In Chapter 12,
you created a fictional
module, and built the right support for
so that you could include
use Island::Plotting::Maps in a program.
While the resulting
.pm file is useful,
it’s not very practical. There’s a
lot more to building a real module than just creating the
.pm file. You’ll also need to
consider and implement the following questions:
How and where is the
.pm file installed so a program can find the
module in its
Where is the documentation for the module? How is the documentation installed so the user can read it?
If there are any accompanying files, where are they? How can the end user know if any missing files are missing?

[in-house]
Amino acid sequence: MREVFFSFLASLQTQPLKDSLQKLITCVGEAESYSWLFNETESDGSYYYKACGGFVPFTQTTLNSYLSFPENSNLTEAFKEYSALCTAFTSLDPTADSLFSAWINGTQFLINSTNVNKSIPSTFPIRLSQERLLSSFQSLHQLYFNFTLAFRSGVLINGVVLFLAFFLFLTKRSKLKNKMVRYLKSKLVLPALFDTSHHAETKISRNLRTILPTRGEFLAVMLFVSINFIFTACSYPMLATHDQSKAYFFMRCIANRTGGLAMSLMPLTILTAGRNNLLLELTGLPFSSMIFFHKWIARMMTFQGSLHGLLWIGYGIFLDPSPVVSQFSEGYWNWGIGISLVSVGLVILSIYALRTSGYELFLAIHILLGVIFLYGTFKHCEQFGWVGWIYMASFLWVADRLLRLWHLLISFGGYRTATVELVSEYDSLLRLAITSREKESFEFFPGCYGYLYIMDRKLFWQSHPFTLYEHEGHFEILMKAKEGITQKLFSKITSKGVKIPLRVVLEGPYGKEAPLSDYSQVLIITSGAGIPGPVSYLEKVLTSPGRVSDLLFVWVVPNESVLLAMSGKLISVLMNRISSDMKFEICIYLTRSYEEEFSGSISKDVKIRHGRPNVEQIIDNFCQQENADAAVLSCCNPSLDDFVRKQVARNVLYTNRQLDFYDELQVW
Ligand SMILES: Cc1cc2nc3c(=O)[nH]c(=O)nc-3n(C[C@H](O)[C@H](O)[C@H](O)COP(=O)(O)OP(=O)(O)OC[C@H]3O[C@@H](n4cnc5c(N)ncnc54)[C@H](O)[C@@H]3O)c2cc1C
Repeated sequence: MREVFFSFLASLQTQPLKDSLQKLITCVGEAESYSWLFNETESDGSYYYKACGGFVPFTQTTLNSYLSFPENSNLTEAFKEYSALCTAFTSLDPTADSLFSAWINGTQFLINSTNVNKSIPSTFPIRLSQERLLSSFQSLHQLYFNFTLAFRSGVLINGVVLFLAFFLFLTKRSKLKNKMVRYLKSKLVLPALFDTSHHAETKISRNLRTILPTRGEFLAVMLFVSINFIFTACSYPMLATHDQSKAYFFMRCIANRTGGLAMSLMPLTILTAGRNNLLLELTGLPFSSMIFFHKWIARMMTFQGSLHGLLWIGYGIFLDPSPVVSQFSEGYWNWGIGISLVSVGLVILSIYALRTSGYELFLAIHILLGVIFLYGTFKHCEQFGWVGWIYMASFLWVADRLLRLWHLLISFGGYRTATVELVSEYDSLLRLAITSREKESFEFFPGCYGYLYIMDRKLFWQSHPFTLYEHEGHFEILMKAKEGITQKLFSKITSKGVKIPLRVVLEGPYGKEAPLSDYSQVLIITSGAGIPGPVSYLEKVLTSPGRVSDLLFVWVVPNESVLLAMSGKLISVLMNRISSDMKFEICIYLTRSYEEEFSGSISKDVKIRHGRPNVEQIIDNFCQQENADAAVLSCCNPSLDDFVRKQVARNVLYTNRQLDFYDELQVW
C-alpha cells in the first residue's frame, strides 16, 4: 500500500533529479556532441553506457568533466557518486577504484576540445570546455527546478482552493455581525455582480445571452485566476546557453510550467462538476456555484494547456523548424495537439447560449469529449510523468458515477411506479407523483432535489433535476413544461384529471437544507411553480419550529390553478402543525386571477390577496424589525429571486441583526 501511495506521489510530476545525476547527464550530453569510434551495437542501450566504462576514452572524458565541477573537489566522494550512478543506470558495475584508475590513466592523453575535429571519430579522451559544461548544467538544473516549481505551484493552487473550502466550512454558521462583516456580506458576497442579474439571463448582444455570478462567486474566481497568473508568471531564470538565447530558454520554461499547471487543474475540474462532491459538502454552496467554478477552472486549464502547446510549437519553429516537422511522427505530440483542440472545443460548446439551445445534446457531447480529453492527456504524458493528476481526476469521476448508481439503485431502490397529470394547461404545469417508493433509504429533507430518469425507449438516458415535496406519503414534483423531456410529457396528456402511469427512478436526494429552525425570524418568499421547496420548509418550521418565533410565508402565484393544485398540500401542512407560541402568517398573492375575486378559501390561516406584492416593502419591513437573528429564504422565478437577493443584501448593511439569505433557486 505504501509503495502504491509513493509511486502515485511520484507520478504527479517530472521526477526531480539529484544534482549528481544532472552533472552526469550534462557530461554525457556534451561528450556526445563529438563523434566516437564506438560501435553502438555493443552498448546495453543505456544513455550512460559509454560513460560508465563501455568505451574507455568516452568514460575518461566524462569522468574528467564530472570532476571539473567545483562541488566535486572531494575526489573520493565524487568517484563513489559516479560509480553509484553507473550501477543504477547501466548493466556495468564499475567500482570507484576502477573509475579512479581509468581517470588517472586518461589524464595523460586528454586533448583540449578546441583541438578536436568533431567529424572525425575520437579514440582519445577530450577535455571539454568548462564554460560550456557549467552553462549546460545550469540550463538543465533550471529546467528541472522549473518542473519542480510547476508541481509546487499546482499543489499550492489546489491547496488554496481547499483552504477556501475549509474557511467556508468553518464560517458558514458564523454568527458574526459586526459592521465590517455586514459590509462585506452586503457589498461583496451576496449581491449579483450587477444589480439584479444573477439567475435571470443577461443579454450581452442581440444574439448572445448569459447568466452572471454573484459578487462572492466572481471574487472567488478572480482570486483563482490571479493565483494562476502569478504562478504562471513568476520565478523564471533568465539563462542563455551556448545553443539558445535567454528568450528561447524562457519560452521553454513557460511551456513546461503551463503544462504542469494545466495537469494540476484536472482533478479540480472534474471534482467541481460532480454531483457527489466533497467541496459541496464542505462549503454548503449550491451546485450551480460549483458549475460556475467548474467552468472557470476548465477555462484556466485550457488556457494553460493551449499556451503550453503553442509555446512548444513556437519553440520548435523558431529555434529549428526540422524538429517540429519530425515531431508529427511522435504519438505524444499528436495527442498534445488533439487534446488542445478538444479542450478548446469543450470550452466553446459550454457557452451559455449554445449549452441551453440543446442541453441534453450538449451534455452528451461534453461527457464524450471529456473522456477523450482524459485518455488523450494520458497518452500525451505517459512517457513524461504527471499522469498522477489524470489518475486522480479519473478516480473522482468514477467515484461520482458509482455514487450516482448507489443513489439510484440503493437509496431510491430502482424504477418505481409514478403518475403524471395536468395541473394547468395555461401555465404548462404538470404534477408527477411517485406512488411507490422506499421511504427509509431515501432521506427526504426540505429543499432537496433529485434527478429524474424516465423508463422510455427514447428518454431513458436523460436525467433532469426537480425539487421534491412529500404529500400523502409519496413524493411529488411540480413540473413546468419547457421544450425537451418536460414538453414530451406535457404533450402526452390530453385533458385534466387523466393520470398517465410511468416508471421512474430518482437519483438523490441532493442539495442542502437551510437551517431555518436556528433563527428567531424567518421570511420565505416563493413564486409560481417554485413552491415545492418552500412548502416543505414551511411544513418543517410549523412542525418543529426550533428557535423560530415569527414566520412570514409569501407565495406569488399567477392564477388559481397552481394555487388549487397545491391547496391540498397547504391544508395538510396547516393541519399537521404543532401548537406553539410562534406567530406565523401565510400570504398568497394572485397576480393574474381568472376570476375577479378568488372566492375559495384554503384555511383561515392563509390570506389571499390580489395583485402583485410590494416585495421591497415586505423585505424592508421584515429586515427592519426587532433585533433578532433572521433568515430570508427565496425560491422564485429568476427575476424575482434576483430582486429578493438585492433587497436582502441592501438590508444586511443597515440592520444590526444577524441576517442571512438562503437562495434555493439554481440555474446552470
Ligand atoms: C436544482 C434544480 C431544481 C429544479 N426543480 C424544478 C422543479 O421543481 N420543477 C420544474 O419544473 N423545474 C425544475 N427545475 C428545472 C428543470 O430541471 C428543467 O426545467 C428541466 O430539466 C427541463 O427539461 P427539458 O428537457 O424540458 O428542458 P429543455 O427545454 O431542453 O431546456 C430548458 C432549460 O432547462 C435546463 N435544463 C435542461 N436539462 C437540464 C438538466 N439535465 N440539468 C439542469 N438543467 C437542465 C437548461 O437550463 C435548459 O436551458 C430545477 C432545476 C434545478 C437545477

What test harnesses can the developer run to verify correct operation, including testing against older known bugs? Can these same tests be run by the installer to ensure proper operation in the target environment?
If the module contains C or C++ code (not covered here), how can the developer describe how to compile and link the code in the developer’s environment, or the end user environment?
As Roy Scheider uttered in the movie Jaws: “You’re gonna need a bigger boat.” That “bigger boat” is the difference between a module and a distribution.
A distribution contains the module (or collection of related modules), plus all the support files required to document, test, ...